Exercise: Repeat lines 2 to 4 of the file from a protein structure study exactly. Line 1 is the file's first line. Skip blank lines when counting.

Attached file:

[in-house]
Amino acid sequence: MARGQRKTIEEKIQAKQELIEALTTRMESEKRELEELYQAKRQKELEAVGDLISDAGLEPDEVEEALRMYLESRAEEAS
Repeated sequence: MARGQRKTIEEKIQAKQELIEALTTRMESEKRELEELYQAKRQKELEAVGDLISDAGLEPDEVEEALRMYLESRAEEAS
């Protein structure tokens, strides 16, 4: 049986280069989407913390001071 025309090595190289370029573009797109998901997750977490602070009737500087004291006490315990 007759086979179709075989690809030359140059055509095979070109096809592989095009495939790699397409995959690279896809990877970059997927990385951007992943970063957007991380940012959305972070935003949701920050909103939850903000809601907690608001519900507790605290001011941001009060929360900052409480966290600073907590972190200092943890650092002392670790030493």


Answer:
Amino acid sequence: MARGQRKTIEEKIQAKQELIEALTTRMESEKRELEELYQAKRQKELEAVGDLISDAGLEPDEVEEALRMYLESRAEEAS
Repeated sequence: MARGQRKTIEEKIQAKQELIEALTTRMESEKRELEELYQAKRQKELEAVGDLISDAGLEPDEVEEALRMYLESRAEEAS
């Protein structure tokens, strides 16, 4: 049986280069989407913390001071 025309090595190289370029573009797109998901997750977490602070009737500087004291006490315990 007759086979179709075989690809030359140059055509095979070109096809592989095009495939790699397409995959690279896809990877970059997927990385951007992943970063957007991380940012959305972070935003949701920050909103939850903000809601907690608001519900507790605290001011941001009060929360900052409480966290600073907590972190200092943890650092002392670790030493």